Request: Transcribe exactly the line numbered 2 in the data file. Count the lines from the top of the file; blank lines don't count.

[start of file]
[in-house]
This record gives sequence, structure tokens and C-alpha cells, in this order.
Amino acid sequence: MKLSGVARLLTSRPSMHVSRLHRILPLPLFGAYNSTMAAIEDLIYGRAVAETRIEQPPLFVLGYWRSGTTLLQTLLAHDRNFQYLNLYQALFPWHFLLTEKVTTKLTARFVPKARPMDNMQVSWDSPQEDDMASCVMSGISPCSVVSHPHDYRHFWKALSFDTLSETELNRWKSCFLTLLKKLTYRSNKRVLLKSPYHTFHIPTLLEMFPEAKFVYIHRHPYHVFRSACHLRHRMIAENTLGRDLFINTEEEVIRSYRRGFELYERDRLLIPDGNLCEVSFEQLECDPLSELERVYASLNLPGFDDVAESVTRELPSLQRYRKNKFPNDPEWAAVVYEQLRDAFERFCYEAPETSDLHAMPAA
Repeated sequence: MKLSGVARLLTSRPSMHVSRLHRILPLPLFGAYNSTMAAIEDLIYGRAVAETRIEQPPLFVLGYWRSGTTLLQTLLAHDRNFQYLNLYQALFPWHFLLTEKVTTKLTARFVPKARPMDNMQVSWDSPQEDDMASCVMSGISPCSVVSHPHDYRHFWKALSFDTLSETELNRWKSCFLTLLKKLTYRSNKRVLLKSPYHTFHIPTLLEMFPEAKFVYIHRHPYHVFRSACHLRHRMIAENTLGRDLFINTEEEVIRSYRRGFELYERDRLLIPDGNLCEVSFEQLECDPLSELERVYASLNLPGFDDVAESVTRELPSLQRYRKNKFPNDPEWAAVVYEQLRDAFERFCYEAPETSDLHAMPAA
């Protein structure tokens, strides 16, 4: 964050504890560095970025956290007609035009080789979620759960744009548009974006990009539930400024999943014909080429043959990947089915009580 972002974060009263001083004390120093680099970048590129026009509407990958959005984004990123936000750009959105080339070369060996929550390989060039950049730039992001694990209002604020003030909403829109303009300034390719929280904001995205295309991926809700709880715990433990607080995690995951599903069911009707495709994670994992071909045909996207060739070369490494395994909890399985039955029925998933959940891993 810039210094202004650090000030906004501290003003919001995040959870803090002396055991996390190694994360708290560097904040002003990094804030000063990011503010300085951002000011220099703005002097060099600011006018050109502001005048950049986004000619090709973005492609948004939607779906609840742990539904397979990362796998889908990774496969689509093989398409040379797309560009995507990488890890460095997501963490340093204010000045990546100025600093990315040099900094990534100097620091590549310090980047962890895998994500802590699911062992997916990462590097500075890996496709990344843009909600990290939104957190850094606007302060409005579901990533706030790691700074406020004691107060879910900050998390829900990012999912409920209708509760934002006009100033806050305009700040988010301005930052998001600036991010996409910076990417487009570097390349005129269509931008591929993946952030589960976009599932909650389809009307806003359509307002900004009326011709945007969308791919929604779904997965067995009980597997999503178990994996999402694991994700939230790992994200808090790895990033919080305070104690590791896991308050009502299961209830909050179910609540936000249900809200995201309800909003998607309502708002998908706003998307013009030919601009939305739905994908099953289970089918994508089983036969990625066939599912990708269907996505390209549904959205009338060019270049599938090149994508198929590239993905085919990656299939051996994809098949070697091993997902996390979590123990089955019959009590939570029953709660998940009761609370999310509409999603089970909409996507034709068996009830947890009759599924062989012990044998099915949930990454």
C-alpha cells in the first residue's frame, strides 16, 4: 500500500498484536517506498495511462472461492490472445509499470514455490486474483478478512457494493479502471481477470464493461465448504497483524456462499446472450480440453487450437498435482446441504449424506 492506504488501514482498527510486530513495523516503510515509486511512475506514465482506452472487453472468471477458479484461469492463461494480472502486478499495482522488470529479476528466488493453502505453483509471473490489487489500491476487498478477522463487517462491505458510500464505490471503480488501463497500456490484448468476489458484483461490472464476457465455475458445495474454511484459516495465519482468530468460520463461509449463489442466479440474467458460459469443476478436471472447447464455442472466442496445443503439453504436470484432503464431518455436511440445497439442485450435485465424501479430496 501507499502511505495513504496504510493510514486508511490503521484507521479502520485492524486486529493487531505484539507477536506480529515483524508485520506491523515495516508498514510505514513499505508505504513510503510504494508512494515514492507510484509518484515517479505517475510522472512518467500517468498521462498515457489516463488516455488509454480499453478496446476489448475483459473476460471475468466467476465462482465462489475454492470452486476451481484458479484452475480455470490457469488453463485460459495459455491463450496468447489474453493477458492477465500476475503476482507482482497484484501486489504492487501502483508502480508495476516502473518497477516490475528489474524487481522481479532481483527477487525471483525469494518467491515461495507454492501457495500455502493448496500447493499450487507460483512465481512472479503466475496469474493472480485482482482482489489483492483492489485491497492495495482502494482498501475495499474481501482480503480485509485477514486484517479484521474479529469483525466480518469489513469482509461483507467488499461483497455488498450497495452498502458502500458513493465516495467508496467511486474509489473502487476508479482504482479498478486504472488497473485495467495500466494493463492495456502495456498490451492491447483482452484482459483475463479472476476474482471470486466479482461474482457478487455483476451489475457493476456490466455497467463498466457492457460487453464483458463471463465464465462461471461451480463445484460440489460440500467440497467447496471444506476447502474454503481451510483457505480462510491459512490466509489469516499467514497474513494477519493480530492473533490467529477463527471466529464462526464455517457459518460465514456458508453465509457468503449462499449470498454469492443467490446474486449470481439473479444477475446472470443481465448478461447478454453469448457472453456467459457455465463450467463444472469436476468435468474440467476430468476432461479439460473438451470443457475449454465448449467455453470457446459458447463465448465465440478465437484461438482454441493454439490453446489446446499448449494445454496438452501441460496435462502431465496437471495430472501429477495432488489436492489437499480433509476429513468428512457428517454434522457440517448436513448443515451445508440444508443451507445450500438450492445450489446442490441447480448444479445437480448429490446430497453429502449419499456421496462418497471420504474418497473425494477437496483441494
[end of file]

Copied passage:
This record gives sequence, structure tokens and C-alpha cells, in this order.